Bor Bet and Sim Sovandy fled to avoid arrest after taking part in protest for the release of a trade union leader. The two spent over two months hiding in the forest, then after a two-day trip they crossed the border. Police and authorities searched for them at their temple and in their hometowns.
Phnom Penh (AsiaNews) – Two activist Buddhist monks arrived in Thailand after a long and difficult flight from Cambodia to escape arrest by the authorities.
The two say that Cambodia’s ruling Cambodian People's Party (CPP) targeted them for joining a protest campaign in July demanding the release of trade union leader Rong Chhun.
Bor Bet, 34, and Sim Sovandy, 54, told Radio Free Asia (RFA) that they followed a Khmer guide through the jungle for two nights and two days, before arriving at the border between the two countries.
After crossing into Thailand, they were taken by car to a safe place in central Thailand.
According to Bor Bet, the two monks decided to leave because the authorities were “hunting for us” in order to force them to be disrobed.
They became “wanted” because they had refused to join the CPP, resisting strong pressure by pro-government Buddhist clerical officials.
The two, who lived at Prayuvong Buddhist Temple in Phnom Penh, left on 4 August, hiding in the jungle near the Thai border, sleeping in the open, for over two months.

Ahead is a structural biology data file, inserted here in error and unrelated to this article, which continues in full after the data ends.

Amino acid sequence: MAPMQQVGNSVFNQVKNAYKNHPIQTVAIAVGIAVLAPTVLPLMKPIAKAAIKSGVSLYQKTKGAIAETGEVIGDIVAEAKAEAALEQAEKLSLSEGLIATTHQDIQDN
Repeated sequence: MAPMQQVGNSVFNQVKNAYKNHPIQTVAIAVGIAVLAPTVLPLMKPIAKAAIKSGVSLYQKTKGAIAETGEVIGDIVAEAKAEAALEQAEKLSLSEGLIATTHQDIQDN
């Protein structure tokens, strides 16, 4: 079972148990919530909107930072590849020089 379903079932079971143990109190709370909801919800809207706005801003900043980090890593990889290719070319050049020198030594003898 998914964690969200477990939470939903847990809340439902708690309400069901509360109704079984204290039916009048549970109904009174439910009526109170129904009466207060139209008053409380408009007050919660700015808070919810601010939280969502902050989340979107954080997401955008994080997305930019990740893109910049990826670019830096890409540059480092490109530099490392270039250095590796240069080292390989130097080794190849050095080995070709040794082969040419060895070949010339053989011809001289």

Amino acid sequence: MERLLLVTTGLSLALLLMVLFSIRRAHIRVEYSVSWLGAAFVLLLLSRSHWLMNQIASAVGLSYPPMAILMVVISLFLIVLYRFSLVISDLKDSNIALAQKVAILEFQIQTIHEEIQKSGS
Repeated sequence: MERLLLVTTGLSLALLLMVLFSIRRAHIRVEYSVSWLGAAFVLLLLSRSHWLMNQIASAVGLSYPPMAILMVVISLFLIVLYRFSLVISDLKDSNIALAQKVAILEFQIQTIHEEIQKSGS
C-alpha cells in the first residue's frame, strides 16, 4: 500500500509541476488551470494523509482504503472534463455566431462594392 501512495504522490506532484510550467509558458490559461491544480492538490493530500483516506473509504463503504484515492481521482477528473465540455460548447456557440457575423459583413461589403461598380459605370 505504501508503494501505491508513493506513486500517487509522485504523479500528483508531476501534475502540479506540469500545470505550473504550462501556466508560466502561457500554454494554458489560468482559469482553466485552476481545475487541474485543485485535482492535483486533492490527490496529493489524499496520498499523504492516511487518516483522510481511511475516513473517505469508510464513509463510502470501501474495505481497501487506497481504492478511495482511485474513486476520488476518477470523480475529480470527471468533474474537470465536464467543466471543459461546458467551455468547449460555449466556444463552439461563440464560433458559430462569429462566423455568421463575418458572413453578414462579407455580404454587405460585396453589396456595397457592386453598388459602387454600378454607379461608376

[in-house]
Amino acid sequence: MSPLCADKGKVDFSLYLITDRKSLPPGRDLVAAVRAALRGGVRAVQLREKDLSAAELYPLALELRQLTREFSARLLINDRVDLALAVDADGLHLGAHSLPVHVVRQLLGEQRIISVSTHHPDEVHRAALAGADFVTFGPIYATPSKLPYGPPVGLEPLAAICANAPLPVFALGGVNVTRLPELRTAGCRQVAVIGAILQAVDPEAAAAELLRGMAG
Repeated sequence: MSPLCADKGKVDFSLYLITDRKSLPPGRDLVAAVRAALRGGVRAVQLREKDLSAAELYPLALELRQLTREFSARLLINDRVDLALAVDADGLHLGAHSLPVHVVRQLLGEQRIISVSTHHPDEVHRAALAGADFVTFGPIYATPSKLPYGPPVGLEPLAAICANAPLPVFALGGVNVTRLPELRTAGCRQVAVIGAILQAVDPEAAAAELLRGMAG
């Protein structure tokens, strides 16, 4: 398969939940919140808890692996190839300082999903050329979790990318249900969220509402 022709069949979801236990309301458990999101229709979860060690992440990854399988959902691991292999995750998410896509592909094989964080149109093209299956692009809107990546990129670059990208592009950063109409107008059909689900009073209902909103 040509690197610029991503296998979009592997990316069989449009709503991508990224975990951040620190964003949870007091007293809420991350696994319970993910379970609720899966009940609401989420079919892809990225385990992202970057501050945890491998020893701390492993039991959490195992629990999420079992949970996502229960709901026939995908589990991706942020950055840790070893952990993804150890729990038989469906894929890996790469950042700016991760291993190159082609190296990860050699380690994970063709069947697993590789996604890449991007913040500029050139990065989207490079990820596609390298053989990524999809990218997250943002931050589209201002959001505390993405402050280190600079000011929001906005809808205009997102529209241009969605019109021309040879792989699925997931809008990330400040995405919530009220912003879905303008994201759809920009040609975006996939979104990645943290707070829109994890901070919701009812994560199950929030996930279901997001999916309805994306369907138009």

Since then, police and Buddhist clergy went looking for them at the temple and their hometowns.
The two monks believe that they were targeted for joining street protests demanding the release of Rong Chhun, president of the Cambodian Confederation of Trade Unions and a member of the Cambodian Watchdog Council.
Dozens of activists and members of civil society groups have condemned his arrest, calling for his release and acquittal from charges of "sedition" after he criticised the government’s handling of the border dispute with Vietnam.
Speaking to RFA, a spokesman for Phnom Penh Police Commission rejected claims that the authorities were trying to arrest the two monks.
However, Soeng Senkaruna, a spokesman for the Cambodian rights group ADHOC, believes that the two men are likely to be arrested if they return home.
From exile, the two monks have made it known that they plan to settle in Thailand, where they will again reengage actively in the fight for social justice in Cambodia.